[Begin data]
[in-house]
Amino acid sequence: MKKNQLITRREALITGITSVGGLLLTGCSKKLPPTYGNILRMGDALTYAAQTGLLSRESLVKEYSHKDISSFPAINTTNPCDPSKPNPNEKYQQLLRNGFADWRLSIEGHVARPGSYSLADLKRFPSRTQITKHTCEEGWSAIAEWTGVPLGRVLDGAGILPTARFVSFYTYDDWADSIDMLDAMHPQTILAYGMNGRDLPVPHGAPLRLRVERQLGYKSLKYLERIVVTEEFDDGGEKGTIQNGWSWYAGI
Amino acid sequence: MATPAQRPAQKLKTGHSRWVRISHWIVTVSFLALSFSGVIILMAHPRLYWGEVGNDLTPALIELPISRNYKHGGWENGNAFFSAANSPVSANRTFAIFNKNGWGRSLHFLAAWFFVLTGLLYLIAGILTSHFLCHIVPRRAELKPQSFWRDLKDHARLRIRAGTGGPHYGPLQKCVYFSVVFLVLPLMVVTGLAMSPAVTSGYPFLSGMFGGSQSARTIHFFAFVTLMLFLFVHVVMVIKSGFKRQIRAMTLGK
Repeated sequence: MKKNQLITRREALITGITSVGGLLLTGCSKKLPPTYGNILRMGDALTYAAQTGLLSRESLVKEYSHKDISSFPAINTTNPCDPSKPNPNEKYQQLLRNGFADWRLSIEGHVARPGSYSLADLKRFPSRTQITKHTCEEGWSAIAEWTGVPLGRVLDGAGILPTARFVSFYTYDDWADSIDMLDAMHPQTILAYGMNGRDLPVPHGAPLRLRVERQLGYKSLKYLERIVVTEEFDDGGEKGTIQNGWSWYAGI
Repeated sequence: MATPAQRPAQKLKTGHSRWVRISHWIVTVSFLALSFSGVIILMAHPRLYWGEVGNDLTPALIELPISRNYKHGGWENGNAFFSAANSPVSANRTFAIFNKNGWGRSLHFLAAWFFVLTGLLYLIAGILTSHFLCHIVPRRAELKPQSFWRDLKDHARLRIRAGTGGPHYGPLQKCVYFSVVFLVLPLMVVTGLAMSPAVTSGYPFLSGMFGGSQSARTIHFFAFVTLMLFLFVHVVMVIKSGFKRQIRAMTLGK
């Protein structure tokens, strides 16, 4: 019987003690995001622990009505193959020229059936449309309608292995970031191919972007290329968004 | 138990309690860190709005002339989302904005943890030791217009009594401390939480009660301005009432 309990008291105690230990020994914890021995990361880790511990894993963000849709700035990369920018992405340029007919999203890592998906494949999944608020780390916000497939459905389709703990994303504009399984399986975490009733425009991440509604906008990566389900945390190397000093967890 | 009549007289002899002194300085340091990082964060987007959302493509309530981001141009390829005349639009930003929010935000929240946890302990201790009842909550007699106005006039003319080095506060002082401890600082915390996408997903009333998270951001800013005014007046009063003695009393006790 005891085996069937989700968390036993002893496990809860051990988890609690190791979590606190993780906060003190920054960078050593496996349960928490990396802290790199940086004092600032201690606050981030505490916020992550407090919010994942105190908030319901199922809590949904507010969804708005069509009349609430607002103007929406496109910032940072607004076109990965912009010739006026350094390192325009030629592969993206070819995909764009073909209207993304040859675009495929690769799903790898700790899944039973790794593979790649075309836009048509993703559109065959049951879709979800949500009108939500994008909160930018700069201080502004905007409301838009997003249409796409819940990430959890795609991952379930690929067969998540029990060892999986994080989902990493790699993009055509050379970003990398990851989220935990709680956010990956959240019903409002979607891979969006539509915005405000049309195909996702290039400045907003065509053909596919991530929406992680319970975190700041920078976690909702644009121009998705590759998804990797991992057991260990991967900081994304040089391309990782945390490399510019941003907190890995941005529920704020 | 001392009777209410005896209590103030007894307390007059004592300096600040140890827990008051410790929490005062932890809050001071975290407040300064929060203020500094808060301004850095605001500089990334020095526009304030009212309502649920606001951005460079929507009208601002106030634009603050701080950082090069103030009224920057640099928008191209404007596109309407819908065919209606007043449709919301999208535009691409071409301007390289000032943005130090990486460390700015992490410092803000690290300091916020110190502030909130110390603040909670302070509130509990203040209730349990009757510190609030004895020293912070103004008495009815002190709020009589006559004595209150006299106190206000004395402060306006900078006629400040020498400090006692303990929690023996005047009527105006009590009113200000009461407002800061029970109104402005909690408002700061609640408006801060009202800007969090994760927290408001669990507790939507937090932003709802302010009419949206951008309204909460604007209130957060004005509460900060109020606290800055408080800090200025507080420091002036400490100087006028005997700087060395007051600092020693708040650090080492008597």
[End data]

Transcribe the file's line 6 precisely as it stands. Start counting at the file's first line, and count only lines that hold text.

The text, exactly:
């Protein structure tokens, strides 16, 4: 019987003690995001622990009505193959020229059936449309309608292995970031191919972007290329968004 | 138990309690860190709005002339989302904005943890030791217009009594401390939480009660301005009432 309990008291105690230990020994914890021995990361880790511990894993963000849709700035990369920018992405340029007919999203890592998906494949999944608020780390916000497939459905389709703990994303504009399984399986975490009733425009991440509604906008990566389900945390190397000093967890 | 009549007289002899002194300085340091990082964060987007959302493509309530981001141009390829005349639009930003929010935000929240946890302990201790009842909550007699106005006039003319080095506060002082401890600082915390996408997903009333998270951001800013005014007046009063003695009393006790 005891085996069937989700968390036993002893496990809860051990988890609690190791979590606190993780906060003190920054960078050593496996349960928490990396802290790199940086004092600032201690606050981030505490916020992550407090919010994942105190908030319901199922809590949904507010969804708005069509009349609430607002103007929406496109910032940072607004076109990965912009010739006026350094390192325009030629592969993206070819995909764009073909209207993304040859675009495929690769799903790898700790899944039973790794593979790649075309836009048509993703559109065959049951879709979800949500009108939500994008909160930018700069201080502004905007409301838009997003249409796409819940990430959890795609991952379930690929067969998540029990060892999986994080989902990493790699993009055509050379970003990398990851989220935990709680956010990956959240019903409002979607891979969006539509915005405000049309195909996702290039400045907003065509053909596919991530929406992680319970975190700041920078976690909702644009121009998705590759998804990797991992057991260990991967900081994304040089391309990782945390490399510019941003907190890995941005529920704020 | 001392009777209410005896209590103030007894307390007059004592300096600040140890827990008051410790929490005062932890809050001071975290407040300064929060203020500094808060301004850095605001500089990334020095526009304030009212309502649920606001951005460079929507009208601002106030634009603050701080950082090069103030009224920057640099928008191209404007596109309407819908065919209606007043449709919301999208535009691409071409301007390289000032943005130090990486460390700015992490410092803000690290300091916020110190502030909130110390603040909670302070509130509990203040209730349990009757510190609030004895020293912070103004008495009815002190709020009589006559004595209150006299106190206000004395402060306006900078006629400040020498400090006692303990929690023996005047009527105006009590009113200000009461407002800061029970109104402005909690408002700061609640408006801060009202800007969090994760927290408001669990507790939507937090932003709802302010009419949206951008309204909460604007209130957060004005509460900060109020606290800055408080800090200025507080420091002036400490100087006028005997700087060395007051600092020693708040650090080492008597």